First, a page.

erto untrodden. Mrs. Johnson, because the
chlldren don't recupcrateafterthewhooping
coueh. Aunt Sadte, on account of a dlfll-
cttlty with her landlady on the subject of
pooaie aogs. uncie .lenks, oecause no nas
never vlsited ua, and wants to know what
my wlfe is like."
" Dear mel What am I to do V laintiy
gasped Mary Ilaven, looking around her
prctty sitting room, drappedin pink chlntz,
fragrant witn fresh llowers, and decorated
wlth fillt blrd cages, water color sketcnes
anit ivensington embrotdery.
" Do ( repeated her husbaml, wno was
Intent in clipping off the end of a clgar
so that it should "draw" satisfactorily.
lnere ls out one tlitng to do let em
" All at once ?"
" Yes, all at once."
" And I with only one clrl and tho ther-
mometer at ninetv in the shade. and the
palnters ln possession of the third story."
And the lady sobbed bystericalty.
" Couldn't bo a better combination of cir-
cumstances, my dear."
" I don't believe these people care a straw
" Neither do I," sald her husband.
" It's only on account of their convenience,
the hot weather, and the hlgh prices at the
hotels," added Mra. Ilaven. " Iluch. I've a
great mind to commit suicide."
" uon t do thatmv dear," sald filr. Ilaven,
" I can suggest a better plan. I was just
tmnKing, do you Know
" Of telegraphing to the clty for a new
force of servants, a box of provisions from
Minard's and a half dozen cots, with hair
mattressea and bedding to match V" eagerly
interrupted Mrs. Ilaven.
" Nothing of tho sort." said Mr. Ilaven,
serenely eyeing tho distant landscape
tnrougn ino amemyst oi cigar sruok-e. " ui
" .Moving, ilugh f
"To the little cottage by the lake," Mr.
Ilaven exnlained. " Only afew days, merely
on account of the repairs at the house.
1'alnt upsets my digestion, and the sound
of tho carpenter's hammer seta my teetb
on edge. liesides, Hodge, tbe contractor,
can work a deal faster if we're all out of the
" ilut lluch, the cottage ls notnlng but a
campingout place, wlth boardlloors and not
a pariicte ot ntaster or palut about ltt re
" What of tbat, my love V" said the imper
turbable husband. "Our friends don't come,
as 1 take it, to admire f resco or gilding, but
they come to enjoy our society."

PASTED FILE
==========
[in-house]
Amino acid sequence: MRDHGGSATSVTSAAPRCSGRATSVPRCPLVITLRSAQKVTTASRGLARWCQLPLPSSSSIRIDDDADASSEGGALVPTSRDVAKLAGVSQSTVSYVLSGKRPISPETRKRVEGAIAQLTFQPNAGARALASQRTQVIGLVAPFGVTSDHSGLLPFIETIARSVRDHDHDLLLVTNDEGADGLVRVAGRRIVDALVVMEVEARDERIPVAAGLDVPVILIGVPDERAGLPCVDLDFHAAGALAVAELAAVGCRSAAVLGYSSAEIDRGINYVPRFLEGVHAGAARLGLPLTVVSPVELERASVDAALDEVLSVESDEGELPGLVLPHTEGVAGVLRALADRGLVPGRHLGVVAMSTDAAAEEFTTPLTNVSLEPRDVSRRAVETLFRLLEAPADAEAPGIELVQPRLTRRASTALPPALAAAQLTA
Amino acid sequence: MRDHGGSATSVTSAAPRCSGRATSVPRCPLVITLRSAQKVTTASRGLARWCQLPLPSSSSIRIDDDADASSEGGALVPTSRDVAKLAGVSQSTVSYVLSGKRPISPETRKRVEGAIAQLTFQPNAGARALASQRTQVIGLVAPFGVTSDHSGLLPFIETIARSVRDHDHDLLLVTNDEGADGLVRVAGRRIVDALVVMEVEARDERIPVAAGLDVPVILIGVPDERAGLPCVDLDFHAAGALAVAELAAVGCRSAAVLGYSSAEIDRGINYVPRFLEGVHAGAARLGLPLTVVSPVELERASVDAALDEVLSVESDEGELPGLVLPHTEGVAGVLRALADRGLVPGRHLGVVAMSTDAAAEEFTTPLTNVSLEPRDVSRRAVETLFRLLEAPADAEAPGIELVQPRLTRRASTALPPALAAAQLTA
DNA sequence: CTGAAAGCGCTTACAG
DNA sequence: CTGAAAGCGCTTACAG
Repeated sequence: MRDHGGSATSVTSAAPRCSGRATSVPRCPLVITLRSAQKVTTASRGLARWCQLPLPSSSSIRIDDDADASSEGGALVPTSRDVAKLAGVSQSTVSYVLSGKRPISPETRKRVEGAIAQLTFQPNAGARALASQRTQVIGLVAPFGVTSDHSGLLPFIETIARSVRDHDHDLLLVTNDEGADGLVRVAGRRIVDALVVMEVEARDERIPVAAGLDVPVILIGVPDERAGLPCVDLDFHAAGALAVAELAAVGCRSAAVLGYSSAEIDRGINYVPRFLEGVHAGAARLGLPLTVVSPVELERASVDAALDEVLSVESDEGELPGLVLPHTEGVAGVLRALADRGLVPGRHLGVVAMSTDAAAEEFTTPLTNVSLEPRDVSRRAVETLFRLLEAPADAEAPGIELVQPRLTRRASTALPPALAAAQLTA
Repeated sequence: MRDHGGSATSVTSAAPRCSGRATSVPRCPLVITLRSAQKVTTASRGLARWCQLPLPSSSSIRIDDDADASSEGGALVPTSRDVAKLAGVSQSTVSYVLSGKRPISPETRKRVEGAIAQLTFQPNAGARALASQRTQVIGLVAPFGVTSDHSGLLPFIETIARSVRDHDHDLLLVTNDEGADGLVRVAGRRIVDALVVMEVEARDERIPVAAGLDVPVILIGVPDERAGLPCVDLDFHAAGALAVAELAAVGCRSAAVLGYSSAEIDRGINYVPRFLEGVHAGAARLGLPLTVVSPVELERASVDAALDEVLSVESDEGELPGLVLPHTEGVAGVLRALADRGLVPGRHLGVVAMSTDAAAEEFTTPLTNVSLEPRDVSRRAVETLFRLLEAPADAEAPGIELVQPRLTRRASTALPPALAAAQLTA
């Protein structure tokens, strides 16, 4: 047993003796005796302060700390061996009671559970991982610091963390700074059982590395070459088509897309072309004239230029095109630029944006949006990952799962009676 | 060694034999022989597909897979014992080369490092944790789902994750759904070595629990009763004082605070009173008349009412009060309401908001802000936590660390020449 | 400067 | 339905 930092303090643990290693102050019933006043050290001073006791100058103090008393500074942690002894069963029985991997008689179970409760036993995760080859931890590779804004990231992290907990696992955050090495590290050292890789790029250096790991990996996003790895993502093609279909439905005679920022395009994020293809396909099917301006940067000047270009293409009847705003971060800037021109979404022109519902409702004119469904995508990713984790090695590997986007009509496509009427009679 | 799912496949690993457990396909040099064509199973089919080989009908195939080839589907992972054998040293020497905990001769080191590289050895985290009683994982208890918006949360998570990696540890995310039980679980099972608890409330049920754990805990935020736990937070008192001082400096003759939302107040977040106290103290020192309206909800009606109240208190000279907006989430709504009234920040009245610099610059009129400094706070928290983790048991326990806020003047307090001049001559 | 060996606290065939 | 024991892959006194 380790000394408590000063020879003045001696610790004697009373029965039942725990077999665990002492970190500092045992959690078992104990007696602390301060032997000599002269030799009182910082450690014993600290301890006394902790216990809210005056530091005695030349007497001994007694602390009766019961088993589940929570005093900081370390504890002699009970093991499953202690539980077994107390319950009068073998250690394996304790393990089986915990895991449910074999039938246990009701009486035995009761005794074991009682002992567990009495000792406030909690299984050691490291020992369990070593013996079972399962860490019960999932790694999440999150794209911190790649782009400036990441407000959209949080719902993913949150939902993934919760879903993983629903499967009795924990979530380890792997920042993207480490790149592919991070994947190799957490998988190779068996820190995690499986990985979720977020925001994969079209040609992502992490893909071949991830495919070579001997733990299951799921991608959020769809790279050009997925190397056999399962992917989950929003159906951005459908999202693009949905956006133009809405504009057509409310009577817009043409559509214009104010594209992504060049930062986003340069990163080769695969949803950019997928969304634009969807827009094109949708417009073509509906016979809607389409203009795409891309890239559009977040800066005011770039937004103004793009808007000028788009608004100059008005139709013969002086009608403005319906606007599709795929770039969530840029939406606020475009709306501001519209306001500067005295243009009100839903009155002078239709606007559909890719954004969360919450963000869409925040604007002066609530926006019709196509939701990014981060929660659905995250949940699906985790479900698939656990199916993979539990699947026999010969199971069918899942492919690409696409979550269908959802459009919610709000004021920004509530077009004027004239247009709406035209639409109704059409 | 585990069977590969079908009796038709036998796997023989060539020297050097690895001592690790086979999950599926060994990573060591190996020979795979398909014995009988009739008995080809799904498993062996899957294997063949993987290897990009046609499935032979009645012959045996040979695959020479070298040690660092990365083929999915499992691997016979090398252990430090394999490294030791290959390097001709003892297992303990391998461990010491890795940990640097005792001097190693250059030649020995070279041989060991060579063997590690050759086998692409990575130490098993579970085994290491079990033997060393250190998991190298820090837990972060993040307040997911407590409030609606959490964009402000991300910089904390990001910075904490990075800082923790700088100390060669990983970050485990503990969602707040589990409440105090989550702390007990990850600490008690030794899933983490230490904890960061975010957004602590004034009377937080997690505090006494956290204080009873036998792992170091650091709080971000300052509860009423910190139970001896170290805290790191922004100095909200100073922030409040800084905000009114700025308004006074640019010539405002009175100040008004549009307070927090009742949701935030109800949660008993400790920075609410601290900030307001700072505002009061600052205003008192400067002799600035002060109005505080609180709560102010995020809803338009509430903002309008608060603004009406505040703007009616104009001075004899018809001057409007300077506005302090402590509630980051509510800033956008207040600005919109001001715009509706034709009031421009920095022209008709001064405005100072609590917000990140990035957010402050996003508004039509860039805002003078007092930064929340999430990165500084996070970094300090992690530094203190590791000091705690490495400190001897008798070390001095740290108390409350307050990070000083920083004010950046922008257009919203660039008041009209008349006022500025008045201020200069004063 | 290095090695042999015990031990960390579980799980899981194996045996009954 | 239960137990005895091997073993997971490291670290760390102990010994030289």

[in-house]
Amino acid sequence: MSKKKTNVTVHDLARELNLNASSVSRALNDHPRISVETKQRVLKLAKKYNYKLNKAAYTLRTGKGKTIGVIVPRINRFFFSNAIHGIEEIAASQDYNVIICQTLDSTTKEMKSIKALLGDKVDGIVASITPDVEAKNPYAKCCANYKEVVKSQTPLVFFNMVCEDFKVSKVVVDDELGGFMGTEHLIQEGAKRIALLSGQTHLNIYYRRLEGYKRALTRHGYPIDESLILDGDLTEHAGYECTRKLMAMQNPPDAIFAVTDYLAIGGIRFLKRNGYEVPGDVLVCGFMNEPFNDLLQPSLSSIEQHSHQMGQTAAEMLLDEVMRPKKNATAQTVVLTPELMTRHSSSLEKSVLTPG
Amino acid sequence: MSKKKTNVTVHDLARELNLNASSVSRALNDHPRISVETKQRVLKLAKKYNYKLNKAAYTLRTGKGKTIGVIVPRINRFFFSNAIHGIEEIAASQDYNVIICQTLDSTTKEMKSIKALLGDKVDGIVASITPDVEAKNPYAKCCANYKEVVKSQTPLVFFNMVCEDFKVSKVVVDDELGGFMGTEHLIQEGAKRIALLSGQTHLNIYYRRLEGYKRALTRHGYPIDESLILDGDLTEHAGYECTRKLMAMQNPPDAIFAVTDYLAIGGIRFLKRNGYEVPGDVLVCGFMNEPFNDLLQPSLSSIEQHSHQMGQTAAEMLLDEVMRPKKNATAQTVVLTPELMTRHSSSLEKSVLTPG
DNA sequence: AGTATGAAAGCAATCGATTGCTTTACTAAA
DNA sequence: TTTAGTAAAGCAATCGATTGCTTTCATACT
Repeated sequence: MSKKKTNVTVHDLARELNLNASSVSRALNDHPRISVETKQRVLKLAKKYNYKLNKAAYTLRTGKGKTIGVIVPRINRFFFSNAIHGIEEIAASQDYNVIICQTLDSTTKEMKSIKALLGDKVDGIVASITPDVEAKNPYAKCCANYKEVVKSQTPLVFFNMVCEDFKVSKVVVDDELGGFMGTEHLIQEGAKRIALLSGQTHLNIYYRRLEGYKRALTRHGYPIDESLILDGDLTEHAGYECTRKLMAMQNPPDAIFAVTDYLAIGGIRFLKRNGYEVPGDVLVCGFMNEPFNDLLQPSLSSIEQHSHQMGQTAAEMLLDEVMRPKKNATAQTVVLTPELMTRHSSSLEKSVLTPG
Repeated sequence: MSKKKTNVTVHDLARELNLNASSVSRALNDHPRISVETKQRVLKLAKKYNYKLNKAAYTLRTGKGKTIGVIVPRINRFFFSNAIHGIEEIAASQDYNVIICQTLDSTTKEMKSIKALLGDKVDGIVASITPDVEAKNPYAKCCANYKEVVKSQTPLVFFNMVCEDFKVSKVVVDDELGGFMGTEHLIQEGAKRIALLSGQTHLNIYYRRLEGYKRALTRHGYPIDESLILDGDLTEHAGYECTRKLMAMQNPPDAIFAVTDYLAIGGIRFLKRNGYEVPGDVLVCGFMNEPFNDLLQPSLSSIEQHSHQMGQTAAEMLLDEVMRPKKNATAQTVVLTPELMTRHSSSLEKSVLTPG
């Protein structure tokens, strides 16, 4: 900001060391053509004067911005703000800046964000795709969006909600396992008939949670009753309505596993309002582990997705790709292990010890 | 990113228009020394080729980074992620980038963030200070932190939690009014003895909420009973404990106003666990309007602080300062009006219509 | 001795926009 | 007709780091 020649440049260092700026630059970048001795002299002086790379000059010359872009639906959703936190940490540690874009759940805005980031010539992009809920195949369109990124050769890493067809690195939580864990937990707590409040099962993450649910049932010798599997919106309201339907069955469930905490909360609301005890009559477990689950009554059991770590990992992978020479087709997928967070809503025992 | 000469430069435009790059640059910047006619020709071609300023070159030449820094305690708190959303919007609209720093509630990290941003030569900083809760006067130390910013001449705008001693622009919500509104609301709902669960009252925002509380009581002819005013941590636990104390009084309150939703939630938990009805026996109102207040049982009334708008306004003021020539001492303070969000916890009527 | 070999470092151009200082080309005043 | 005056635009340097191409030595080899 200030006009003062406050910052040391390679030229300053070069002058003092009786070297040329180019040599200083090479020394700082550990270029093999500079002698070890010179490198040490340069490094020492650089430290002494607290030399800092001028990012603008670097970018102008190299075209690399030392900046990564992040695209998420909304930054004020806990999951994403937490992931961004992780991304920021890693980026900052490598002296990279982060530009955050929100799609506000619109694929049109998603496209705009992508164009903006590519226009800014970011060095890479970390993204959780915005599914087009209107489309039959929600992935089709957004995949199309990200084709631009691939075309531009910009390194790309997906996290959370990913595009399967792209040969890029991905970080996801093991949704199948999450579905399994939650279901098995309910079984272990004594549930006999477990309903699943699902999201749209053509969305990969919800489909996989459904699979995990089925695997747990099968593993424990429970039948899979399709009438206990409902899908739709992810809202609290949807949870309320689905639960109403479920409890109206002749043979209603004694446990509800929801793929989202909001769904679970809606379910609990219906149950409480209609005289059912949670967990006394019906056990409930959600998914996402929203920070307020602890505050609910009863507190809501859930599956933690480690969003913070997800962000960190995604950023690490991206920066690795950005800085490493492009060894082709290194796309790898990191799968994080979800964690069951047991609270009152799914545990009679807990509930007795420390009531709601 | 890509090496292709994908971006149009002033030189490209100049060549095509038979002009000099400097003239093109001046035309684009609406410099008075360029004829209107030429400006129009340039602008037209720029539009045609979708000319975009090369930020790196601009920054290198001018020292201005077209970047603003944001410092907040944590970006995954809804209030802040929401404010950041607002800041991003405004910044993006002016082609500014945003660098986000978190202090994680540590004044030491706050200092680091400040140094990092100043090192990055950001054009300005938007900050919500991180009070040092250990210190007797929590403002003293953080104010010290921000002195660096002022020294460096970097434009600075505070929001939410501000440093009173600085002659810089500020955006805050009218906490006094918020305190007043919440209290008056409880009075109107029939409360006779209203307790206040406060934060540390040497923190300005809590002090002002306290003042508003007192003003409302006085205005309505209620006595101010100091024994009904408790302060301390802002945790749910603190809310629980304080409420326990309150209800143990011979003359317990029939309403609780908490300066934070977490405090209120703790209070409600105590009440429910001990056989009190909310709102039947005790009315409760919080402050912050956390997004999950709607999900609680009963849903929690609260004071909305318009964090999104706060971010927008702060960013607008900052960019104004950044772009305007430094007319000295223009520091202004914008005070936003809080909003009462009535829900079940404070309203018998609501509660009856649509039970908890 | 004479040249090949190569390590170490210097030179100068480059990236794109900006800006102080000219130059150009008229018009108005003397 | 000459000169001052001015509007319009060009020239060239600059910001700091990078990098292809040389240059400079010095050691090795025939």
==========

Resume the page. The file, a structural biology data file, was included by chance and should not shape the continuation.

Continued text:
" They'H think we live there always," re
plied Mrs. Ilaven with corrugated brow.
" Tbat ls precisely what I wish them to
thlnk, my dear."
"Ohl'r said Mrs. Ilaven.
" You follow my meanlng ?"
" I think Ibeginto," said she, wlth
an amused llght sparkling in her eyes. "Yes,
dear ; perhaps lt would be a good plan to
move just while the repairs aro in pro
gress." The cottage by Wiscome Lake was not
an imposing edince. There waa plenty of
room, such as it was, but the lloors were of
rude plne boards, the windows were un
ilraped, and the furnituro was such aa was
adapted merely to tho wants of camplug
parties who were prepared to "roughit"
after the most primitive fashlon; and when
Mrs. Zeleitna, Montague l'rout drove up to
the door in a wagon heavily laden wlth
trunks, she stared through her gold eye
glasses ln a most ridlculous mannor at the
rude porch of shingles supported by rude
posts mantled ln their natlve bark, the
shutterless windows and unpaiuted wooden
settees on the grass.
"Thla isn't the 'Solitude,'" said she,
" drlve on, man. You have made a mistake."
" This ere's where I.awyer llaveu's folks
live," sald the man, lelsurely chewlng a
straw. " Guess it's enough of a ' solitude '
to suit anybody."
11 1 thought it waa a picturesque cottage "
said Mrs. l'rout, in accents of the keenest
Ilut at tbls moment Mrs. Ilaven herself
hurricd to the door, saylng graciously :
" I think you must be my husband s sister
Xeleima. Ijo come in."
" Ilut whero are my trunks to go V" asked
the fashionable widow, who had dazzled the
eyes of the Saratoga world wlth nutnerous
changes of toilet during the past fortnlght.